Staunton State Park, southwest of Denver, has a new sport climbing route. That’s the kind of rock climbing route with anchors permanently bolted into the rock so that climbers can clip in with carabiners for protection as they go. The folks who set that route are on a mission to make rock climbing more inclusive.
Alan Prehmus is a longtime volunteer with the park and has been setting routes since he moved to Colorado in the 90s.
“At that time I was climbing a lot in the South Platte area, and there weren't very many easy routes out there. There were some really hard routes, and there were some easy routes that were horrifically protected,” Prehmus said. “So I got myself a drill, and I went out and established a couple of easy climbs.
He also wants to see challenging routes made safer for people of all body types, not just the stereotypical lanky guy who can reach a long way to the next anchor. He recalled recently watching several women climb a route far beyond his own ability.
“The first woman to give it a try got through the hard part, and then there was a 12-foot gap between bolts. She looked at that gap and said, ‘I'm not doing that,’” he said.
It’s not surprising that sport climbing routes are geared toward white men’s bodies since it’s mostly white men who set the routes, he said.
“In general, I don't know as many women developing routes, nor any women of color,” Prehmus said. “I thought, yeah, maybe I could try and do something.”
What he did is send an email to Lam Thuy Vo in New York City, who has taught women to set climbing routes indoors and leads Try Hard Crew, a meetup group for women and gender nonbinary climbers. He found her through a video she produced about bringing diversity to route setting in climbing gyms.
“It was very charming to some degree and also really funny,” Vo said. “I get this email … ‘Hi. I wonder how I (as an old white male) can make new outdoor routes more female-friendly?’”
That led to Vo as well as her friend and fellow climber Tiffany Blount traveling to Colorado in October to set a route in Staunton State Park with Prehmus. They also led a community event to discuss making rock climbing more inclusive.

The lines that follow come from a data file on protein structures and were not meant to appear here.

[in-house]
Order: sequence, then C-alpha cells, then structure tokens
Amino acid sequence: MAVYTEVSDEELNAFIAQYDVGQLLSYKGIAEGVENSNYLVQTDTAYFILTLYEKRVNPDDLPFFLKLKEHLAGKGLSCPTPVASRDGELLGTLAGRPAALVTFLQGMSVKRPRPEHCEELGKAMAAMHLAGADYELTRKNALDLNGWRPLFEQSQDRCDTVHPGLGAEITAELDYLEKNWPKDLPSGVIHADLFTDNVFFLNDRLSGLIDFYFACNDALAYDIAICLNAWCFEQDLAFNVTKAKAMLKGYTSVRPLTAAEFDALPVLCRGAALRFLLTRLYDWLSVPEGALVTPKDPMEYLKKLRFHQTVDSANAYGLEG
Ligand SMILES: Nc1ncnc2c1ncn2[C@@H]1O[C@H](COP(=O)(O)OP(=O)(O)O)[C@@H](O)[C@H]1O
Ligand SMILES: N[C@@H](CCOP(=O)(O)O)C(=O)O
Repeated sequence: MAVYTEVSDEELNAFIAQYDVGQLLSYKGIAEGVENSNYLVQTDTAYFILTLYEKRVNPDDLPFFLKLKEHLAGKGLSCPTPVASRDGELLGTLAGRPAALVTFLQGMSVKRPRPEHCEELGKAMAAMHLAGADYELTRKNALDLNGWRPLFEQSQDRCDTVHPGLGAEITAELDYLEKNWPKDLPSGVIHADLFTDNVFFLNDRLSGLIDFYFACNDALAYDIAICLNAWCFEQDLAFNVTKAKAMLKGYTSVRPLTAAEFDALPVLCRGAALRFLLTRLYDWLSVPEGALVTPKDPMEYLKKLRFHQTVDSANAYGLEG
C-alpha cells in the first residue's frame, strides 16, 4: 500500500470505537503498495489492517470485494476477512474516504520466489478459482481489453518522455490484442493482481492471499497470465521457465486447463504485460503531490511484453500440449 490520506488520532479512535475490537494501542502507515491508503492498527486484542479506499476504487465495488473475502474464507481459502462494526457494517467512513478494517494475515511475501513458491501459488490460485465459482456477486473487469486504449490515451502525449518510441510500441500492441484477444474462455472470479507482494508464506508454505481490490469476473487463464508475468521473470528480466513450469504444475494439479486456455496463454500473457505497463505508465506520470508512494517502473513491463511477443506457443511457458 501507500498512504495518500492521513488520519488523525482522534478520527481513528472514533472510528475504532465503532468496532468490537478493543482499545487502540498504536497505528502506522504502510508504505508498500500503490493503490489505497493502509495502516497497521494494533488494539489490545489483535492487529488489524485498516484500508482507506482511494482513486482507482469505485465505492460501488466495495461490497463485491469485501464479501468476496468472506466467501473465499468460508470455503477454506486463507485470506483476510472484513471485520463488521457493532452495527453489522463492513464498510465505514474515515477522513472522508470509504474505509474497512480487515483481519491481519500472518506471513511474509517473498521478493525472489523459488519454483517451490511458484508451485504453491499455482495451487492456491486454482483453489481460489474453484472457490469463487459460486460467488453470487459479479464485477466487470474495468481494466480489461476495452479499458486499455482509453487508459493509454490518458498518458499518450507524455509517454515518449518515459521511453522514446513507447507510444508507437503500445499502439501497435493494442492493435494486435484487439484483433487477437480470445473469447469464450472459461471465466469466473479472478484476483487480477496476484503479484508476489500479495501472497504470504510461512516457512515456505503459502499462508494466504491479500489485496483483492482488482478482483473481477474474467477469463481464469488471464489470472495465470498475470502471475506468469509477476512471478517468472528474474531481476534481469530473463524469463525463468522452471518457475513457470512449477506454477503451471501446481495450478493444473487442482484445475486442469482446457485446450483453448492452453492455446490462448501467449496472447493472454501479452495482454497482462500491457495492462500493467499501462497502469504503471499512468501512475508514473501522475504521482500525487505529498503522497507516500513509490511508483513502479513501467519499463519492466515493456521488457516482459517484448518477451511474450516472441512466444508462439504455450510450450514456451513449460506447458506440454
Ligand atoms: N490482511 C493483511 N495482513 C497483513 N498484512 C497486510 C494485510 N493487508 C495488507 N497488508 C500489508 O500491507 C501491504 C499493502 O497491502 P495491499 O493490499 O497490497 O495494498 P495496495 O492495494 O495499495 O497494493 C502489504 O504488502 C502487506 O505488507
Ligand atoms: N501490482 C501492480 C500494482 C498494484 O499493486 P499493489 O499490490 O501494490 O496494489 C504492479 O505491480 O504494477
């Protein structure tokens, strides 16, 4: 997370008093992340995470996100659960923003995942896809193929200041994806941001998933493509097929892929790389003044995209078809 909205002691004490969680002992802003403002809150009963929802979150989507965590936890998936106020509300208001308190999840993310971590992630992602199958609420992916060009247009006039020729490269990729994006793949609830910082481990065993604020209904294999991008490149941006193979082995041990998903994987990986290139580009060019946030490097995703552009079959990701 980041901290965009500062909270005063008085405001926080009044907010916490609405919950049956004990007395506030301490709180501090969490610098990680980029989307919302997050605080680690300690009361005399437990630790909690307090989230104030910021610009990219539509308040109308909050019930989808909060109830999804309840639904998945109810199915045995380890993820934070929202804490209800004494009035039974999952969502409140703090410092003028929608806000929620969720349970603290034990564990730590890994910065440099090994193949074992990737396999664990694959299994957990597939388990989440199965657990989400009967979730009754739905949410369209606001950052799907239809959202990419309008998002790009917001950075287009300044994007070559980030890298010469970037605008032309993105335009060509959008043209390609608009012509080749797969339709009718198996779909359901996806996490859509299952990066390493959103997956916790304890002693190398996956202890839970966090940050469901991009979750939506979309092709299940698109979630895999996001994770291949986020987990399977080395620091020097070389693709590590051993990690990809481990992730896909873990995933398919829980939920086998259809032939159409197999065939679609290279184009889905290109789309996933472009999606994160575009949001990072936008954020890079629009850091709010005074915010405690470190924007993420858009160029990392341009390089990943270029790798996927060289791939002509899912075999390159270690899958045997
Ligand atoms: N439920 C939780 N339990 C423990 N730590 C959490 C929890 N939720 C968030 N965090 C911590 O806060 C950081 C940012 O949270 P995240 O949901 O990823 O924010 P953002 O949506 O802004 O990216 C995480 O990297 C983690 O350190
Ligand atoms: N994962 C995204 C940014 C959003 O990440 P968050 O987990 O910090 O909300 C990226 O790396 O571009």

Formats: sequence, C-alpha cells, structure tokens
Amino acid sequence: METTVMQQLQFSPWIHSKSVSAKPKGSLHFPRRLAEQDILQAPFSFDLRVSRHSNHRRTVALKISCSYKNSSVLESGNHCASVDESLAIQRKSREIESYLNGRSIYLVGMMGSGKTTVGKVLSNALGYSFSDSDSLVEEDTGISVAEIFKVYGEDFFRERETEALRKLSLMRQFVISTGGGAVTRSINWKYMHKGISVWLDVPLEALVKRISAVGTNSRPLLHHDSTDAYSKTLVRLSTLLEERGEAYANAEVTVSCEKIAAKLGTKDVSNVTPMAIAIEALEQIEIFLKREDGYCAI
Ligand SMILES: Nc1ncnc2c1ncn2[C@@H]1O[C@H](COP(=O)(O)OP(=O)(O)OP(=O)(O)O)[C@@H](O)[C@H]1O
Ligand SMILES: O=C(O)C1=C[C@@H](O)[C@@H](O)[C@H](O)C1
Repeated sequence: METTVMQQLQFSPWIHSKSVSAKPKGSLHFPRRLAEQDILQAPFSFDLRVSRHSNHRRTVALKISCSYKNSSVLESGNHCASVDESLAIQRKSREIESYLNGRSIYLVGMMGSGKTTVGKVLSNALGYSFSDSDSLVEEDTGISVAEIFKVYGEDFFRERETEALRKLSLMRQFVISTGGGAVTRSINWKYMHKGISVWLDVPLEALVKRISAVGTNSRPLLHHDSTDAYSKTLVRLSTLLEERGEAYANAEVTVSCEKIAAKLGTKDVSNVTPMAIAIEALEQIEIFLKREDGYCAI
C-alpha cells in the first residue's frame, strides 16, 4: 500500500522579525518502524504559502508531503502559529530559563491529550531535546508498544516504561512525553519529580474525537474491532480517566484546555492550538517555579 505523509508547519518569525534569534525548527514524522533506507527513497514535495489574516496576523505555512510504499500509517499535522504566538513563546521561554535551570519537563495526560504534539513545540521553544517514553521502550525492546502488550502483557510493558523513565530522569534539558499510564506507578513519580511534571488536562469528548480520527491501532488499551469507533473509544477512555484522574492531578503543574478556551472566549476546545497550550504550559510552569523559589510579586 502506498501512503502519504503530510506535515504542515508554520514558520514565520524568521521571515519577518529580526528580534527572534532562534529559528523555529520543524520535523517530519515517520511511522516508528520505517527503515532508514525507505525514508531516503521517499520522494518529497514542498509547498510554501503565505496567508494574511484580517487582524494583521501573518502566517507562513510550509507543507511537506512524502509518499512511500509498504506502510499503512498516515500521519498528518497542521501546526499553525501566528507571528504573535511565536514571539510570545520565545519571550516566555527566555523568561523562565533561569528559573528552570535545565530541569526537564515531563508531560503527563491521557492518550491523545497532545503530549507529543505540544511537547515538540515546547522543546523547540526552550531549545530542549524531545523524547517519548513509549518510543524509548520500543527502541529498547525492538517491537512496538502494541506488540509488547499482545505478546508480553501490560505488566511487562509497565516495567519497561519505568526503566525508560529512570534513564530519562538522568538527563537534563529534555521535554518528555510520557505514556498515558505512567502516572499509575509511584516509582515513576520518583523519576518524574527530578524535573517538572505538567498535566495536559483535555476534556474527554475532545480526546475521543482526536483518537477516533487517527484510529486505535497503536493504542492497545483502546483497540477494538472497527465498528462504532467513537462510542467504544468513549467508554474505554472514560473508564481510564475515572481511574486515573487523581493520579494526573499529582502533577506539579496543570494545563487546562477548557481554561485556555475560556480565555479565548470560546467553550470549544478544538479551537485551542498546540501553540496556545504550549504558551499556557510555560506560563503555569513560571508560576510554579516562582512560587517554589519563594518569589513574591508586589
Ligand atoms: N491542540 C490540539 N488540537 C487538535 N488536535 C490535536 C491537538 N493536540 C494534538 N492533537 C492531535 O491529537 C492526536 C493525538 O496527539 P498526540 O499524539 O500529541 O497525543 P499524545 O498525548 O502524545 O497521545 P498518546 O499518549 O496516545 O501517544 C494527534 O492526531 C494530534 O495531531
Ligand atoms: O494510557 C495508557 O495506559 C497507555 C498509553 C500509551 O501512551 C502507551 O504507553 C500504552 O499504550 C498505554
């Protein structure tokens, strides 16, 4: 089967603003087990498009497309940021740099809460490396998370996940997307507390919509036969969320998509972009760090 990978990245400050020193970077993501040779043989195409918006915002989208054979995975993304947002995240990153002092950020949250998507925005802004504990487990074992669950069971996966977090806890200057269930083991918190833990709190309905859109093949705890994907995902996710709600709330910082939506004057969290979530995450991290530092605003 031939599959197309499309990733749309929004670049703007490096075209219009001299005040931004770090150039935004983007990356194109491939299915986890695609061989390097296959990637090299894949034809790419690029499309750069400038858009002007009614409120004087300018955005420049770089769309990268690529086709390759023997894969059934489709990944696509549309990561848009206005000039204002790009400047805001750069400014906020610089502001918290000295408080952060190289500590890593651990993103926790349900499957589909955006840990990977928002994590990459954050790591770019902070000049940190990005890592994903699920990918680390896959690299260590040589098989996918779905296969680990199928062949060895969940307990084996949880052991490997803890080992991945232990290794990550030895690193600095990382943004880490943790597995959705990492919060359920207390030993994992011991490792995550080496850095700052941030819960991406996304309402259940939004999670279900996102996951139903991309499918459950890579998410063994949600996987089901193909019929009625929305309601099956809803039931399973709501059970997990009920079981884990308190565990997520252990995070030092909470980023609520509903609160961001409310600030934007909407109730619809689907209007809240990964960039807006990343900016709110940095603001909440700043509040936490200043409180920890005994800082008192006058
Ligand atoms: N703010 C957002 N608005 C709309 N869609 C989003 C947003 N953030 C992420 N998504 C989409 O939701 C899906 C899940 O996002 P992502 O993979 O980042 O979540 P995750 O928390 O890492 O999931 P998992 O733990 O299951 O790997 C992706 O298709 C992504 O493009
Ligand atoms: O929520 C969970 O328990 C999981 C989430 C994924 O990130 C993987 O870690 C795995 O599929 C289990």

Blount, a competitive climber who lives in New Jersey, leads Black Girls Boulder. She and Vo said that when they started climbing they struggled to find community outdoors and at the rock gym.
“(At competitions) you can count on one hand how many Black girls are climbing. So for me, it's very alienating, but I've kind of fought past it,” she said.
Vo said much of climbing culture is subject to “the tyranny of the loudest.”
“The people who are the boldest, who feel like it has to be a replica of a high school setting, where the strongest and meanest dudes, oftentimes a very homogenous type of granola white dude, come in and poison the atmosphere,” Vo said. “That seemed to be a thing that I felt very strongly when I came into the climbing gym ... it took me quite some time to find community.”
Both women have started organizations to create welcoming spaces for diverse climbers. However, the overall lack of diversity among people who set routes in gyms and outdoors manifests in other ways.
“In particular, there are really horrible racist names that have been put to these routes,” Vo said.
Those names are then listed in guidebooks and online. Like Prehmus, she also pointed out that the protective anchors on many sport routes are set in ways that are unsafe for shorter climbers.
She summed it up, saying, “Basically, a lot of the ways in which these routes have been developed, never really took into consideration the kinds of needs that someone like me, a short, 5-foot-2 woman of color would have.”
Blount said that climbing is a form of stress relief for her, and setting a route outdoors was a relief after the pandemic made climbing in rock gyms difficult or impossible.
“I found the idea of going and making a puzzle piece out of a really large wall on the side of a mountain to be the most incredible opportunity. I can't tell you the amount of joy of finishing the route and bolting that last hole,” Blount said.
They’re considering naming the new route “Patterson’s Pitch” after Mary Jane Patterson, one of the first Black women to receive a bachelor’s degree.
Colorado climber, Monserrat Alvarez Matehuala, was among the first to ascend the new route.
“It was personally really amazing to climb a route that was set by two women of color," Alvarez Matehuala said "I'm hoping that our communities continue to carve and create spaces, and for folks that have those resources, have that power, have those privileges, stepping to the side and giving up those resources and sharing of knowledge so that our folks can continue to develop their own roles.”
Rock climbing’s accessibility is a systemic problem, and the way Vo sees it, the route they set is a step toward changing that.
“For me, changing a system is the most thrilling thing in the world," Vo said. "So one of the smallest things that we were able to do was that actually out of that discussion, at least two women of color are now working with Alan to build more routes outside.”